And it’s not just US airports that are using technology to fast-track and enhance customer service. American hotels are also using geo-tracking and mobile technology to enable customers to open their bedroom door with their cellphones. A smoother, faster check-in experience that meets customer expectations.
Taking Distribution to New Levels
The US is leading the way on rapid distribution with one-hour delivery for certain items from Amazon. “This is quite a feat because the country is so big,” says Jon. “Amazon does a really clever job of matching demand to availability using analytics to understand what consumers are likely to want. Supported by slick warehouse systems so items get out the door fast.”
Amazon are also entering the food retail market posing a major threat to other grocery retailers. Here too they’re taking service to new levels. Using mobile phone cameras combined with online technology and home entry systems, delivery drivers can enter your home and pack your food items in your fridge while you’re out.
This is one of the future retail technology trends that could become the new way we shop in the US, the UK and beyond.
Change and People Management Key to Retail Success
Technology and operations will continue to advance in response to consumer expectations in the UK and US. As a result, retailers are scrambling to provide faster, more convenient service that moves their brand from an inventory-led environment to something more frictionless and experiential.
Although enhanced customer experience relies on a range of technology – including POS and mobile backed up by cloud-based systems – customer experience also relies on human interaction. And technology can also help here.
Workforce transformation, human capital management, robotics, ML and AI in business will all help retailers improve productivity and reduce the need for employees to carry out basic, repetitive tasks. Creating more time for people to provide better customer service.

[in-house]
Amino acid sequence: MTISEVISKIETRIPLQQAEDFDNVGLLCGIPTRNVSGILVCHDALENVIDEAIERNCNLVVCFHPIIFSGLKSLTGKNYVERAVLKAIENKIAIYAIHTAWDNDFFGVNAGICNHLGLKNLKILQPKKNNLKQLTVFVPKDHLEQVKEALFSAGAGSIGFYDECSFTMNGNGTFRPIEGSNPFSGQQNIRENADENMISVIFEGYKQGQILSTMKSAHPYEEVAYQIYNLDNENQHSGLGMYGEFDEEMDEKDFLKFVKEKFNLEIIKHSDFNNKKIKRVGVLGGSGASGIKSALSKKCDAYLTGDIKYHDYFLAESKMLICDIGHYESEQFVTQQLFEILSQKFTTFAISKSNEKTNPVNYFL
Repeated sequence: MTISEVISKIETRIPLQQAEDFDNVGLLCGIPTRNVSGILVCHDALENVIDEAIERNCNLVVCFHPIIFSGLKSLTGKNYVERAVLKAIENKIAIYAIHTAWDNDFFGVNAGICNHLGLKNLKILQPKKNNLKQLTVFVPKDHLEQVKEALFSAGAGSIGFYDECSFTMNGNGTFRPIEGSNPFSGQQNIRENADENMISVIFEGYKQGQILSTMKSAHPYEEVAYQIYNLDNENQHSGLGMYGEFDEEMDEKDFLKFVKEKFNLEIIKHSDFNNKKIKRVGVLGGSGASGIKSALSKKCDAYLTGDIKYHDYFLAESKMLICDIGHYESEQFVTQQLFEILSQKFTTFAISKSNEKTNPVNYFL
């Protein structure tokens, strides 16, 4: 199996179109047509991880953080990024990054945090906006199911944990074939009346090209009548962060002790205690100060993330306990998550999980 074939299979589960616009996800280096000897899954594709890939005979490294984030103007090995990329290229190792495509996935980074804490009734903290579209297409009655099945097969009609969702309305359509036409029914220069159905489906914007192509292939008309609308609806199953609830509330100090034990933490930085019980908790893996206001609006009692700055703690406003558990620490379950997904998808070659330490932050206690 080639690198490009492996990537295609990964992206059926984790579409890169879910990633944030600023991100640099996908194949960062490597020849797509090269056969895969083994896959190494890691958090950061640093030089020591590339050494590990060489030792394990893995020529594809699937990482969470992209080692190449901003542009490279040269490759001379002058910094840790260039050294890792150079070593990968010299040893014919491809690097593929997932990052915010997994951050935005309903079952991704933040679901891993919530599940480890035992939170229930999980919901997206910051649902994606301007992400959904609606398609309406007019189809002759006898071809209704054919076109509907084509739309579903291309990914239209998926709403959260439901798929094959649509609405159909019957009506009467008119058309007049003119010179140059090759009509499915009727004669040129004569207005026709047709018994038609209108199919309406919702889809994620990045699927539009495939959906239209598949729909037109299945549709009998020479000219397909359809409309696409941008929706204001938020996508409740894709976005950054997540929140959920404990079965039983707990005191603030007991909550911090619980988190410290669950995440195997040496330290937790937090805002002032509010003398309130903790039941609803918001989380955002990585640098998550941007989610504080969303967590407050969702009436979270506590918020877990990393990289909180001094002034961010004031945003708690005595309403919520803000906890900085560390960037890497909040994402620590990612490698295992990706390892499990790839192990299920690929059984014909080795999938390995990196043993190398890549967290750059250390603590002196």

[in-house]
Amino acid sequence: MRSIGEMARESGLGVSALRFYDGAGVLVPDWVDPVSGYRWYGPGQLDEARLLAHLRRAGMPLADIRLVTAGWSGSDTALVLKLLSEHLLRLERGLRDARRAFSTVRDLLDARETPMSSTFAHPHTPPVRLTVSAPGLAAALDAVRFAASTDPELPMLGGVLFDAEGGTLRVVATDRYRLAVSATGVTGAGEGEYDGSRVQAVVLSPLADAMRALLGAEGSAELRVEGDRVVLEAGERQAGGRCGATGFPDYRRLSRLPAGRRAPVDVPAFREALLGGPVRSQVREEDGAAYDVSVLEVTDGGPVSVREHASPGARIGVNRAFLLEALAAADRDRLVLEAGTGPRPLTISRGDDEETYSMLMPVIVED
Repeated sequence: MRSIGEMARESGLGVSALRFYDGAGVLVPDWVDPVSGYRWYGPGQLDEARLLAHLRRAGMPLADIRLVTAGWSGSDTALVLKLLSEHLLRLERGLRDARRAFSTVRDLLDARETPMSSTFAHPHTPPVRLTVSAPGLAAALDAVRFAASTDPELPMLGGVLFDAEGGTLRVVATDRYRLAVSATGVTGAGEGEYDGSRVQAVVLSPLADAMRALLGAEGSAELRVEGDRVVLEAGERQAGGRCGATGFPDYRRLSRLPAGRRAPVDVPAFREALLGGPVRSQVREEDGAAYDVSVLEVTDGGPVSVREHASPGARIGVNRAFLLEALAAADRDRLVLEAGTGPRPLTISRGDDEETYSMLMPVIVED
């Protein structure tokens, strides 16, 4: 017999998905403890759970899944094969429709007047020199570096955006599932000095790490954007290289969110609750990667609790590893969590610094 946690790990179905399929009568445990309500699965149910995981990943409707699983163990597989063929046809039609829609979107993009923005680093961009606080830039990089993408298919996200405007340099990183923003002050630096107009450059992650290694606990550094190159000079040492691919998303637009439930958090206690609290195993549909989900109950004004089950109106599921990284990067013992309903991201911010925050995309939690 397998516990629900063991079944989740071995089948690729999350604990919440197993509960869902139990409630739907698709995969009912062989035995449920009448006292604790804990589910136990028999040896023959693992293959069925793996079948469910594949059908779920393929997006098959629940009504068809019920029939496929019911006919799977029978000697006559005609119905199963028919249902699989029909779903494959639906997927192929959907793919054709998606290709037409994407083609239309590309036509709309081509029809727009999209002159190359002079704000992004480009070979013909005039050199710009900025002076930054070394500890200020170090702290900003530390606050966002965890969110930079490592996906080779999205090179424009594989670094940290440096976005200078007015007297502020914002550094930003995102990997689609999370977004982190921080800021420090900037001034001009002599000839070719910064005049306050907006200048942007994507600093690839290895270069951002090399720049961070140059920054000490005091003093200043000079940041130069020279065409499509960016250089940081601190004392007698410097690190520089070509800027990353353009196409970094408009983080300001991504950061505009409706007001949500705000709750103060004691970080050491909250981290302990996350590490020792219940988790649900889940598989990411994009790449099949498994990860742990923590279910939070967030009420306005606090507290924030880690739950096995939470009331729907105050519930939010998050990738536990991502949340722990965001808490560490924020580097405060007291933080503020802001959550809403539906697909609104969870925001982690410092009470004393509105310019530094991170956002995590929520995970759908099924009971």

However, this also brings hurdles that retailers will need to overcome: “If you’re a $64b retailer who’s been working in a particular way for 40 years, upskilling part-time staff from carrying out basic tasks to more customer-centric, experiential work is a challenge,” says Jon.
“Introducing new technology requires a lot of change management. For example, advanced software that’s advising retailers to work in new ways means accepting technology’s insights. Retailers need to be able to convince their staff to trust what the computer says.”
Similar Countries, Same Retail Goals, Alternative Solutions
New tech is launched almost every day on both sides of the pond. With a focus on fulfilling consumer expectations and needs, future retail technology trends will support speed, right-first-time service and a stand-out experience for modern customers.
With different contexts but shared consumer values, it’s likely that retail technology trends will continue down similar but also slightly different paths in the UK and US. Paths that could lead consumers and retailers alike to a dramatically different retail future.
By continuing to share insight and knowledge, every country can learn from each other. Or you could partner with a leading global retail technology consultancy to gain the insight and confidence to move forward and deliver for your consumers.
Ensure your retail business is future-fit. Book a health check on your in-store systems today.